Hester’s Story Hesters Story Regarding The Scarlet Letter, the subject of of the main character has been widely debated by all. Some say that it is Hesters story, while others insist that it is Dimmesdales story. Personally, its quite obvious to me that the novel is centered around Hester, for shes the character that develops and grows the most. Throughout the story, Hester matured, became more independent and earned the respect of the townspeople. When Hester was first released from prison, she was openly defiant towards the townspeople.
To rebel against her punishment, she elaborately embroidered the scarlet A into a beautiful work of art. Her pride demanded that she held her head high and not conform to the Puritan ways. Those who had before know herin which she was enveloped. (56). As the story progressed, Hester put aside her pride and placed her priority in Pearl, her daughter.
She learned to be more self-reliant and when forced to take up embroidery to support her child. In addition, she worked hard to remain chaste and help the unfortunate to build a role for Pearl as the daughter of a respected woman, instead of as an illegitimate bastard of a condemned criminal. Hesters dilligence and kindness won over the respect and admiration of the townspeople, who had earlier ostracized her. She provided help and comfort for all that needed them. Soon, even the interpretation of her punishment changed. People began to say that the scarlet A meant Able, for it reprented Hesters helpfulness.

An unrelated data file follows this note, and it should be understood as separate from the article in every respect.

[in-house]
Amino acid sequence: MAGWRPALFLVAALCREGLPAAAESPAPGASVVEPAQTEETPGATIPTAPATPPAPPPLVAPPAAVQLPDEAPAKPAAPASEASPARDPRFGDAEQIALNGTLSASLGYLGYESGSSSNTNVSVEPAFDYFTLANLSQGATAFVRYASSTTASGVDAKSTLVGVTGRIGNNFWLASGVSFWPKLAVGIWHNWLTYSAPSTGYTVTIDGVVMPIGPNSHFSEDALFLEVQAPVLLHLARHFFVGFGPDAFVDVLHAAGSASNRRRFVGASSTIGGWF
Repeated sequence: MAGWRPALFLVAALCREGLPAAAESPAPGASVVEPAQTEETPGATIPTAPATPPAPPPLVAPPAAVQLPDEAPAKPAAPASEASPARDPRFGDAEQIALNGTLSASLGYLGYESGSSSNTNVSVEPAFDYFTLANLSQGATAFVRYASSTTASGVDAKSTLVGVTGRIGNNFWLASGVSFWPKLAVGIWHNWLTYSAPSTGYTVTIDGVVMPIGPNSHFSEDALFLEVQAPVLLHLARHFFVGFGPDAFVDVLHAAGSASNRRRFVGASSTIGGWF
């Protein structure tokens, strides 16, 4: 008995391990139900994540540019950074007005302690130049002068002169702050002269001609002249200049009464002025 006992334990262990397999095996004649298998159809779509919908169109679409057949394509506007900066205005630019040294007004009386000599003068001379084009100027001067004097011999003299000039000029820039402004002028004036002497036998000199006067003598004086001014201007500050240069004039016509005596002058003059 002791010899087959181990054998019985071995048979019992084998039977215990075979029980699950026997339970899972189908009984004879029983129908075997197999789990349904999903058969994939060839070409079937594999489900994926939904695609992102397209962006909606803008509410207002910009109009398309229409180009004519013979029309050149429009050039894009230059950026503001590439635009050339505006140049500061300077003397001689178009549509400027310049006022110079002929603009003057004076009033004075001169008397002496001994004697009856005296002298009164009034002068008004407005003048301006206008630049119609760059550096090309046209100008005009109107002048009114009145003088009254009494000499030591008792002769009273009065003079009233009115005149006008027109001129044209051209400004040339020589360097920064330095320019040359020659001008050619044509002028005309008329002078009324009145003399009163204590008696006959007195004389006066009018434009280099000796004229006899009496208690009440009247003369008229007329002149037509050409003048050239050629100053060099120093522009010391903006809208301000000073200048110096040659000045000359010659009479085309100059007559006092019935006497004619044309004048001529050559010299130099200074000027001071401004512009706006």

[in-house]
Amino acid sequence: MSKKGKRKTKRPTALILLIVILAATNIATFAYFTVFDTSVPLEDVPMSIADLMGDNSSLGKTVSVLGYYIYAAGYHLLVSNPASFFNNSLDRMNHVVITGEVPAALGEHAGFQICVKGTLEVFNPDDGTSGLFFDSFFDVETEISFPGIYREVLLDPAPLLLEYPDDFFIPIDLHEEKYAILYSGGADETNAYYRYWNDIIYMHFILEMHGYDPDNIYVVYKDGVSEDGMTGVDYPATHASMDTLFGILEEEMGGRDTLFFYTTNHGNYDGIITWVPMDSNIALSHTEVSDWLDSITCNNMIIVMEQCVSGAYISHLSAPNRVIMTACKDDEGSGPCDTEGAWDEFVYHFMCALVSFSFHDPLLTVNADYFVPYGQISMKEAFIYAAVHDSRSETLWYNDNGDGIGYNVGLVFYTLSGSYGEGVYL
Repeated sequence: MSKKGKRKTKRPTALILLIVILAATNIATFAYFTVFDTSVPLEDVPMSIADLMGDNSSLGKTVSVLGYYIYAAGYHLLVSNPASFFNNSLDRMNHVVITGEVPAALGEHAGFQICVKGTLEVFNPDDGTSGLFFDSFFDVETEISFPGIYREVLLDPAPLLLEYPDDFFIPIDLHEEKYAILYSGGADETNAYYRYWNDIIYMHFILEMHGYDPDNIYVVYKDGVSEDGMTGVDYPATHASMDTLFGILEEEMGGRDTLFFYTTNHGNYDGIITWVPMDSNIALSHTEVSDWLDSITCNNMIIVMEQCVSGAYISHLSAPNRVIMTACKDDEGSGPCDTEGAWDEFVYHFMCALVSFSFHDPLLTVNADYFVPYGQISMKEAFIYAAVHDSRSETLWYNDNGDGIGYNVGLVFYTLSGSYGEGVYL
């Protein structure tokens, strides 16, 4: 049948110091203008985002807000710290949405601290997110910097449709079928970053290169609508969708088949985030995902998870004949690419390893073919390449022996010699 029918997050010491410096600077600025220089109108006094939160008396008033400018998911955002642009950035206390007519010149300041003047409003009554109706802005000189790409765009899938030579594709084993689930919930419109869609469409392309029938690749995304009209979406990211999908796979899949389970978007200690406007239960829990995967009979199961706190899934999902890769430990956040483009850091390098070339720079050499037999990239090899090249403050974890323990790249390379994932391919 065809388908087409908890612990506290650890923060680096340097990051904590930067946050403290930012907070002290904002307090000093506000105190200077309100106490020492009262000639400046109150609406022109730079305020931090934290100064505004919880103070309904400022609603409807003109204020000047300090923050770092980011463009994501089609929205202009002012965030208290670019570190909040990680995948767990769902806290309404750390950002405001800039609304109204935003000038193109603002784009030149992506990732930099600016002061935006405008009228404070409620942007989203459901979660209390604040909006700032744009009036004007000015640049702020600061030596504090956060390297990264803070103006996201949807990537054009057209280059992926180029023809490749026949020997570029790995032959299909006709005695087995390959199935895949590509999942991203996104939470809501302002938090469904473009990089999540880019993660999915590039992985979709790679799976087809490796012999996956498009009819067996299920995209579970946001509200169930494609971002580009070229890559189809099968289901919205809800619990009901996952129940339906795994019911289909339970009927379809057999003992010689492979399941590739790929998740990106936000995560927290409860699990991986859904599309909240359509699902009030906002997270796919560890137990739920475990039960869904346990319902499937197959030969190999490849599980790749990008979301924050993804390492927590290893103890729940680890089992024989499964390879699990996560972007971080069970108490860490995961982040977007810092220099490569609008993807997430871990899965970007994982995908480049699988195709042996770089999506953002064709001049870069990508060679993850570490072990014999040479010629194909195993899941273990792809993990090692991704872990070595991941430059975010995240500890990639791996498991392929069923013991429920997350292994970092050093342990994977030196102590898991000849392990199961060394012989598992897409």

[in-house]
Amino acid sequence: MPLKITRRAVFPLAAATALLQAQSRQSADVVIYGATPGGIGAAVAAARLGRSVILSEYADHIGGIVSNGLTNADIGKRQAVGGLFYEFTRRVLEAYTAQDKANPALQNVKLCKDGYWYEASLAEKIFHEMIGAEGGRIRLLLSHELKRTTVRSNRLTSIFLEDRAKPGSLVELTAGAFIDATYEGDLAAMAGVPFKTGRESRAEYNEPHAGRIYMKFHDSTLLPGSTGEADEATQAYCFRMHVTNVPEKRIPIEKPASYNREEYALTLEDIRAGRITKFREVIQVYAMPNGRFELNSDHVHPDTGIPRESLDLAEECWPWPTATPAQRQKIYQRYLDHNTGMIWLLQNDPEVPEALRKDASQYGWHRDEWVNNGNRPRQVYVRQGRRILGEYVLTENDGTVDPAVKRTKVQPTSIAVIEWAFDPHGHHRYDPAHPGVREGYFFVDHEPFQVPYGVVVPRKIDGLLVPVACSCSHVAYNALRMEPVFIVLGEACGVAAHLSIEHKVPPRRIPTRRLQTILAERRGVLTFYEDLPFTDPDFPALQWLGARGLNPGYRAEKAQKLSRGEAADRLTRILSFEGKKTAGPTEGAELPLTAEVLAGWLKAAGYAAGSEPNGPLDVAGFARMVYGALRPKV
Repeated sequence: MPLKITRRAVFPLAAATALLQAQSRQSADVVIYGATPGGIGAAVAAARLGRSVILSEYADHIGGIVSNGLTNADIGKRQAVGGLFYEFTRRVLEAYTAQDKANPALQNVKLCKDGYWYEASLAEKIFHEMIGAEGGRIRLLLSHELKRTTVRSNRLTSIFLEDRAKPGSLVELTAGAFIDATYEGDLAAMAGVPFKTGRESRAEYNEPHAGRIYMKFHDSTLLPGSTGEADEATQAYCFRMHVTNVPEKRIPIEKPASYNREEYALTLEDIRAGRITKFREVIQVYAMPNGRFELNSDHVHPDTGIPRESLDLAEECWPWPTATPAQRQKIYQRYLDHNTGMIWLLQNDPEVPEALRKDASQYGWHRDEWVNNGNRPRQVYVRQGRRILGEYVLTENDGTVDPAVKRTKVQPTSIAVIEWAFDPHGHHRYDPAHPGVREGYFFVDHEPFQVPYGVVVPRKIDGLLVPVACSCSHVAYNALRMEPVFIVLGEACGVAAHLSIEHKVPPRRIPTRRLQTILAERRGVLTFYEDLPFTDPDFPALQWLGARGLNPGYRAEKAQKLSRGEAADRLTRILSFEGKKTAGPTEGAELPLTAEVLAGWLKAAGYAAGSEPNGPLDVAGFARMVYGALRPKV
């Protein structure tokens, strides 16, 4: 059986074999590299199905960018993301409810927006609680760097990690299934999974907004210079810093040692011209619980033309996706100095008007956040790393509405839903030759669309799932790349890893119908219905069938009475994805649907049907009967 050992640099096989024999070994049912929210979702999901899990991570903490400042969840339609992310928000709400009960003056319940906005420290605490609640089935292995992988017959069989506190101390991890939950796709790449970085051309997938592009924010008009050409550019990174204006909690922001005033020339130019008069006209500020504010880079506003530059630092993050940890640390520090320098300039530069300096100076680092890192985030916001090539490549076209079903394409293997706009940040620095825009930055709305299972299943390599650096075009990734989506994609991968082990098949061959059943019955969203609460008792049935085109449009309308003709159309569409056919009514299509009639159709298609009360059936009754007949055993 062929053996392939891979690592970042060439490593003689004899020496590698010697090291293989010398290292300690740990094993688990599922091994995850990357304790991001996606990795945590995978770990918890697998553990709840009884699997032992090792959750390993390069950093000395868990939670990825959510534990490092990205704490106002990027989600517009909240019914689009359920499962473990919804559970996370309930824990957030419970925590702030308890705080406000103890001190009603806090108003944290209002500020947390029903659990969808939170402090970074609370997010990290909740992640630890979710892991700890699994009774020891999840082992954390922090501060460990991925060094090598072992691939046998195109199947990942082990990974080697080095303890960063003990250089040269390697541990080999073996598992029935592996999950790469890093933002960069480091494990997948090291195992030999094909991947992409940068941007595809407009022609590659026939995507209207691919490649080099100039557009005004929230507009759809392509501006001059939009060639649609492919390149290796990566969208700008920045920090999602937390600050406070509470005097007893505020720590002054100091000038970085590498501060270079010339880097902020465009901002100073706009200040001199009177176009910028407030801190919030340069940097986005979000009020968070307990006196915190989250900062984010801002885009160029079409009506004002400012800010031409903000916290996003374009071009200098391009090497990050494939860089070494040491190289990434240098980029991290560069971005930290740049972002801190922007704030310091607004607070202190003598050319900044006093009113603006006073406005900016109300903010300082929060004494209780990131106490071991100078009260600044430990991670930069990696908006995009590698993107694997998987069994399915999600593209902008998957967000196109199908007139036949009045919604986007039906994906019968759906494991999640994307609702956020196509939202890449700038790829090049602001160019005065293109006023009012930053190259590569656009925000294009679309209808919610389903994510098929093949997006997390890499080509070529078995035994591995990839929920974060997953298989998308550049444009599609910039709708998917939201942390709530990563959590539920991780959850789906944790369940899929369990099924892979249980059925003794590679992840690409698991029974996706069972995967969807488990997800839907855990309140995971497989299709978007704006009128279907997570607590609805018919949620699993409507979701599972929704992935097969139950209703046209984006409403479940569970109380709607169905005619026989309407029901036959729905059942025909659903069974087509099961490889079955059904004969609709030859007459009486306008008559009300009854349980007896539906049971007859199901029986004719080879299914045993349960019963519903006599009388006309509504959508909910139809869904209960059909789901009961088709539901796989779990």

Do you see that woman with the embroidered badge? they would say to strangers. It is our Hester-the towns own Hester, who is so kind to the poor, so helpful to the sick, so comfortable to the afflicted. From the very beginning, Hester took responsibility for her actions. She never revealed the name of her ex-lover, Dimmesdale, because she believed that it was her duty to face the consequences. In order to secure a promising future for her daughter, Hester tossed aside her pride to transform into a model citizen.
By making the best out of her circumstances, she earned the admiration of her peers, who were impressed by her courage and determination. After leaving New England to arrange a marriage for Pearl, Hester returned by her own free will to live out the terms of her punishment. But, in the lapse of the toilsome, thoughtful, and self-devoted years that made up Hesters life, the scarlet letter ceased to be a stigma which attracted the worlds scorn and bitterness, and became a type of something to be sorrowed over, and looked upon with awe, yet with reverance too. (273). Through it all, she matured and grew not only as a woman, but also as a survivor.